In some cases the firms were running two products and two versions of the process — one on the menu and one only if you knew the chef. In other cases it was one product and two versions of the story — one version just conveniently leaving out certain details about how they managed money.

Very often the reason for this duality was because these firms didn’t want to get pigeonholed as one of “those managers”. There was an otherness to ESG that automatically kicked managers into another category even if the root of the investment processes and the risk and return results were competitive with or even better than the non-ESG options. Self-identifying as an ESG manager was effectively self-selecting out of business opportunities because the near-universal assumption was ESG = concessionary, and a good marketing strategy is one built on removing barriers to doing business, not erecting them. Why emphasize something that is just going to trigger objections and pushback?

Today the script has flipped. Some level of ESG involvement or at least conversance has become table stakes for even the most generic and non-ESG of searches. This is a very new phenomenon, and the vast majority of strategies and investment shops addressing these ESG asks weren’t doing so five or ten years ago. The community of investment firms in the SRI/ESG space was small enough that those of us practitioners who were active in that space a decade or more ago could usually list them and their strategies out from memory, including the ones that had the off-menu ESG solutions. They are the ones who are seasoned at addressing this new wave of old-fashioned pushback, so that is a bonanza for the large firms that have swept up many of them to make part of their broader platforms. For the rest who are recent joiners in the ESG discussion, this is the first time they have been on the receiving end of both casual and aggressive attacks on the principles of responsible investing.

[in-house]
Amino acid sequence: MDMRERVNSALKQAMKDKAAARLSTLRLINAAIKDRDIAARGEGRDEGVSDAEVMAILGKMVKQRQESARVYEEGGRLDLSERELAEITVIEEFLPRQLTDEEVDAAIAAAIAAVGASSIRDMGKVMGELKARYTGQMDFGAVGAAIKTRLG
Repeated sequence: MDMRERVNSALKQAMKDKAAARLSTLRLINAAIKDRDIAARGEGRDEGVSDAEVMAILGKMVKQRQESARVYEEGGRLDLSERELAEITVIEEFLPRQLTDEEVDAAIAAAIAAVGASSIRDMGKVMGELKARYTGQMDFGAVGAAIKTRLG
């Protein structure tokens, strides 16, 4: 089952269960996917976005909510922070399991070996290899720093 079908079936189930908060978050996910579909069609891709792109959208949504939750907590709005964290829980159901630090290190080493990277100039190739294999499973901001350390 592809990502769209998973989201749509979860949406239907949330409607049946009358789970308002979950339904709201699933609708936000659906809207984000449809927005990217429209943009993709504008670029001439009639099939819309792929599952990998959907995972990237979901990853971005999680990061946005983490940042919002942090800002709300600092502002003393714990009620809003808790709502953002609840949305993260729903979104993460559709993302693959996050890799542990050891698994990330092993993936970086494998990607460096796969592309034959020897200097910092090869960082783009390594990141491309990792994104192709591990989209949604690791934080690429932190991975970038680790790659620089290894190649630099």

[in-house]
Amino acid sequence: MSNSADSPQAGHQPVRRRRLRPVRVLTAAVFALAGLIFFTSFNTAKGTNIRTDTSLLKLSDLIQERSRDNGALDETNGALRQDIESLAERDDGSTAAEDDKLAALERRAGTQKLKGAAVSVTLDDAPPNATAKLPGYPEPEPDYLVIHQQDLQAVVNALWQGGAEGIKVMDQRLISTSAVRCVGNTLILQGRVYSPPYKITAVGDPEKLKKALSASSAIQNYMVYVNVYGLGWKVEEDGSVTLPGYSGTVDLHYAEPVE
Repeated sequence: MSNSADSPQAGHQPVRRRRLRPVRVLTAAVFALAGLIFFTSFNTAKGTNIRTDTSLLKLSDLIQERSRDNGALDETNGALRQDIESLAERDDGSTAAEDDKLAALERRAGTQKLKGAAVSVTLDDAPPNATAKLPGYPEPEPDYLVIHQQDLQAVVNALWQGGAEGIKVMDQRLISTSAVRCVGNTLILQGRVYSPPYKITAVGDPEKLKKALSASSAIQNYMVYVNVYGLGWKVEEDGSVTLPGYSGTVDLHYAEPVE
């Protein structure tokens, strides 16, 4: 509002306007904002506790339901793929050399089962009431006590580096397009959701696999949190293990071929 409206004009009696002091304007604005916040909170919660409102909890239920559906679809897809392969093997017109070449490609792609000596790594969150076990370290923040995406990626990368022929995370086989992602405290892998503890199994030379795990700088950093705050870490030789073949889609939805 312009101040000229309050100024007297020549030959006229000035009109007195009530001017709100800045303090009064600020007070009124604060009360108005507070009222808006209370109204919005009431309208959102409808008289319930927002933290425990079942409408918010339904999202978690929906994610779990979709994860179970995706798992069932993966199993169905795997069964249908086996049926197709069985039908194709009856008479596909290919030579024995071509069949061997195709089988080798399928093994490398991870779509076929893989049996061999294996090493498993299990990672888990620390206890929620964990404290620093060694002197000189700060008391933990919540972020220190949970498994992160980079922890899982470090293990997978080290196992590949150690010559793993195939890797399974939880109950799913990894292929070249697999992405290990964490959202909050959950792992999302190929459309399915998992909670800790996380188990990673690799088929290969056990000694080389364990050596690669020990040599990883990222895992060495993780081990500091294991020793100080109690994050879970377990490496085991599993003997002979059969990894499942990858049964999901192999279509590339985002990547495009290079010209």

Past performance may not be a guarantee of future results in the capital markets, but history is always instructive because things have a way of repeating themselves. This is a great moment to listen to the elders. Maybe the response to WWRDD is WWKLDD — What Would Kinder, Lydenberg and Domini (KLD) Do?

DE&I and the dehumanization of data